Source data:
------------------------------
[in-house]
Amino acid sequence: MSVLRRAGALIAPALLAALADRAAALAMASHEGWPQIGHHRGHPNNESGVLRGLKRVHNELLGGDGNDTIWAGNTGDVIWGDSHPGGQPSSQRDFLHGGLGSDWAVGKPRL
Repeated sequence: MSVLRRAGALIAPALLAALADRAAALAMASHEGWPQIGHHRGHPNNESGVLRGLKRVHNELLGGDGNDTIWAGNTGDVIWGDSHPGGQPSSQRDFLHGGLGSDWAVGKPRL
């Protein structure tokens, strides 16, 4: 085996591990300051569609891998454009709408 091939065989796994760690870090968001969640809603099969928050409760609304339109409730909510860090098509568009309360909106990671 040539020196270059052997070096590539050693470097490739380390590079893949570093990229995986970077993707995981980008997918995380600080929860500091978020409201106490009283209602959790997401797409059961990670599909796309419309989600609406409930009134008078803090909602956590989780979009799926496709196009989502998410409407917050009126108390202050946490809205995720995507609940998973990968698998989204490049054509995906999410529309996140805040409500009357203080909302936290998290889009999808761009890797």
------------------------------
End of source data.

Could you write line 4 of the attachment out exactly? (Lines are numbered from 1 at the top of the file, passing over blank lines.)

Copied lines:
């Protein structure tokens, strides 16, 4: 085996591990300051569609891998454009709408 091939065989796994760690870090968001969640809603099969928050409760609304339109409730909510860090098509568009309360909106990671 040539020196270059052997070096590539050693470097490739380390590079893949570093990229995986970077993707995981980008997918995380600080929860500091978020409201106490009283209602959790997401797409059961990670599909796309419309989600609406409930009134008078803090909602956590989780979009799926496709196009989502998410409407917050009126108390202050946490809205995720995507609940998973990968698998989204490049054509995906999410529309996140805040409500009357203080909302936290998290889009999808761009890797």